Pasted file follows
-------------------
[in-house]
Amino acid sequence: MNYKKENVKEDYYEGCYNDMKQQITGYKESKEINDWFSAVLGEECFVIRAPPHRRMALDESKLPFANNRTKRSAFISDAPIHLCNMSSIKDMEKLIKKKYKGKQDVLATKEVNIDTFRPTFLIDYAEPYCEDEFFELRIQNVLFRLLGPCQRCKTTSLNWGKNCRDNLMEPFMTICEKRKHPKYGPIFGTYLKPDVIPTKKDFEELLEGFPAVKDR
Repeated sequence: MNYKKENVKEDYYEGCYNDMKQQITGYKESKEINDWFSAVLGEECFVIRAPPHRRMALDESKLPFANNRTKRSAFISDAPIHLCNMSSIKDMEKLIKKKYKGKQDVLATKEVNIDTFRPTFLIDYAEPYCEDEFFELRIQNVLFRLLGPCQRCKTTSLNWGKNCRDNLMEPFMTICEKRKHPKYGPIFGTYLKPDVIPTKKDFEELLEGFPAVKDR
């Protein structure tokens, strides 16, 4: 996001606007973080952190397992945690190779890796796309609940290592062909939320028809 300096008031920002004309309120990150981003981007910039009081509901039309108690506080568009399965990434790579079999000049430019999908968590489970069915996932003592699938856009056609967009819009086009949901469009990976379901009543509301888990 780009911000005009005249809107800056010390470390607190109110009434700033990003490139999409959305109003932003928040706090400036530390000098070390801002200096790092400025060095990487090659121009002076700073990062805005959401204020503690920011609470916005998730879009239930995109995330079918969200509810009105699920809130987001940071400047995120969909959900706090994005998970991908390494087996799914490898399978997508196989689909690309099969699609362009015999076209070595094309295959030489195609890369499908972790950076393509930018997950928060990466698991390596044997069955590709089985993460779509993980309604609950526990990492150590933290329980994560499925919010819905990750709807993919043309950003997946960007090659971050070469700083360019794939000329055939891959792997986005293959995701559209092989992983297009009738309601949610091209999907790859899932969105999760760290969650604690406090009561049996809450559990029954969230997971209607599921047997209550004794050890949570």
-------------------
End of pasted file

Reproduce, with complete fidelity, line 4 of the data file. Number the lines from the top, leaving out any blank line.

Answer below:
């Protein structure tokens, strides 16, 4: 996001606007973080952190397992945690190779890796796309609940290592062909939320028809 300096008031920002004309309120990150981003981007910039009081509901039309108690506080568009399965990434790579079999000049430019999908968590489970069915996932003592699938856009056609967009819009086009949901469009990976379901009543509301888990 780009911000005009005249809107800056010390470390607190109110009434700033990003490139999409959305109003932003928040706090400036530390000098070390801002200096790092400025060095990487090659121009002076700073990062805005959401204020503690920011609470916005998730879009239930995109995330079918969200509810009105699920809130987001940071400047995120969909959900706090994005998970991908390494087996799914490898399978997508196989689909690309099969699609362009015999076209070595094309295959030489195609890369499908972790950076393509930018997950928060990466698991390596044997069955590709089985993460779509993980309604609950526990990492150590933290329980994560499925919010819905990750709807993919043309950003997946960007090659971050070469700083360019794939000329055939891959792997986005293959995701559209092989992983297009009738309601949610091209999907790859899932969105999760760290969650604690406090009561049996809450559990029954969230997971209607599921047997209550004794050890949570």